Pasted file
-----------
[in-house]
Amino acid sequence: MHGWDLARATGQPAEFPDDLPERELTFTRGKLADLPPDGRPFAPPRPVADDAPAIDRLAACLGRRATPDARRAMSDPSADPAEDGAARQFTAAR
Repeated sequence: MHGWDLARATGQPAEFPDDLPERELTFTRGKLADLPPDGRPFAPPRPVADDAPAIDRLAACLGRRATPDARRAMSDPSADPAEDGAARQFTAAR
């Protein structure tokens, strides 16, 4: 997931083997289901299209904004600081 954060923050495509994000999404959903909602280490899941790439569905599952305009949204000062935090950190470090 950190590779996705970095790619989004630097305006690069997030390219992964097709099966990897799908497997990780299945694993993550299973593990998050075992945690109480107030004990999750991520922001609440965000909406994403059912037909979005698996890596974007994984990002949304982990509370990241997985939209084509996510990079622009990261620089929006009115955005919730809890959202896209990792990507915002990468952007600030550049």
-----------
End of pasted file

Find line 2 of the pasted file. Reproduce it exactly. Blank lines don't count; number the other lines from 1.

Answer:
Amino acid sequence: MHGWDLARATGQPAEFPDDLPERELTFTRGKLADLPPDGRPFAPPRPVADDAPAIDRLAACLGRRATPDARRAMSDPSADPAEDGAARQFTAAR